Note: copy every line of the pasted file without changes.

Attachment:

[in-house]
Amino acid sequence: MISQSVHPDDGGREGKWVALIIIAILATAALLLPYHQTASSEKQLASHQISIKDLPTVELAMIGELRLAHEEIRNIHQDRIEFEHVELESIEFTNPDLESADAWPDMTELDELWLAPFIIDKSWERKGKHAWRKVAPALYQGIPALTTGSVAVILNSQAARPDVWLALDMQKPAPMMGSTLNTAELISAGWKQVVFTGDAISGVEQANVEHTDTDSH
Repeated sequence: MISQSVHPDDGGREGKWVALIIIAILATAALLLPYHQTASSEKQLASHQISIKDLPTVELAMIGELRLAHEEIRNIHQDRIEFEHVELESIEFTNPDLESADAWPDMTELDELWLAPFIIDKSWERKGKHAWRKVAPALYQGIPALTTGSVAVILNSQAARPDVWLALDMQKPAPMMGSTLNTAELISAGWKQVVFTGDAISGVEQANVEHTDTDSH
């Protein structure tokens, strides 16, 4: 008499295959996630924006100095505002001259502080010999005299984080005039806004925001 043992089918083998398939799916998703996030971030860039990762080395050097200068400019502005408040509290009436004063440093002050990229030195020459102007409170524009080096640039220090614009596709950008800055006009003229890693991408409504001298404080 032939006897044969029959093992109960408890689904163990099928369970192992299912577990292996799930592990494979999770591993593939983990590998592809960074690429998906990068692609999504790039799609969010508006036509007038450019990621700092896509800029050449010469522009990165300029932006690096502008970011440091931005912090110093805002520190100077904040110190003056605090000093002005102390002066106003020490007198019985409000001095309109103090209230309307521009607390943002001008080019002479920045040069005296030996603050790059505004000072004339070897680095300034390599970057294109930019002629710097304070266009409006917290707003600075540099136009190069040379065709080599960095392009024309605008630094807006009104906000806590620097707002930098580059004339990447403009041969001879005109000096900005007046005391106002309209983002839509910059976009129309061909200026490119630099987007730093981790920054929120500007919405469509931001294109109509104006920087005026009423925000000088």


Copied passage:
[in-house]
Amino acid sequence: MISQSVHPDDGGREGKWVALIIIAILATAALLLPYHQTASSEKQLASHQISIKDLPTVELAMIGELRLAHEEIRNIHQDRIEFEHVELESIEFTNPDLESADAWPDMTELDELWLAPFIIDKSWERKGKHAWRKVAPALYQGIPALTTGSVAVILNSQAARPDVWLALDMQKPAPMMGSTLNTAELISAGWKQVVFTGDAISGVEQANVEHTDTDSH
Repeated sequence: MISQSVHPDDGGREGKWVALIIIAILATAALLLPYHQTASSEKQLASHQISIKDLPTVELAMIGELRLAHEEIRNIHQDRIEFEHVELESIEFTNPDLESADAWPDMTELDELWLAPFIIDKSWERKGKHAWRKVAPALYQGIPALTTGSVAVILNSQAARPDVWLALDMQKPAPMMGSTLNTAELISAGWKQVVFTGDAISGVEQANVEHTDTDSH
């Protein structure tokens, strides 16, 4: 008499295959996630924006100095505002001259502080010999005299984080005039806004925001 043992089918083998398939799916998703996030971030860039990762080395050097200068400019502005408040509290009436004063440093002050990229030195020459102007409170524009080096640039220090614009596709950008800055006009003229890693991408409504001298404080 032939006897044969029959093992109960408890689904163990099928369970192992299912577990292996799930592990494979999770591993593939983990590998592809960074690429998906990068692609999504790039799609969010508006036509007038450019990621700092896509800029050449010469522009990165300029932006690096502008970011440091931005912090110093805002520190100077904040110190003056605090000093002005102390002066106003020490007198019985409000001095309109103090209230309307521009607390943002001008080019002479920045040069005296030996603050790059505004000072004339070897680095300034390599970057294109930019002629710097304070266009409006917290707003600075540099136009190069040379065709080599960095392009024309605008630094807006009104906000806590620097707002930098580059004339990447403009041969001879005109000096900005007046005391106002309209983002839509910059976009129309061909200026490119630099987007730093981790920054929120500007919405469509931001294109109509104006920087005026009423925000000088």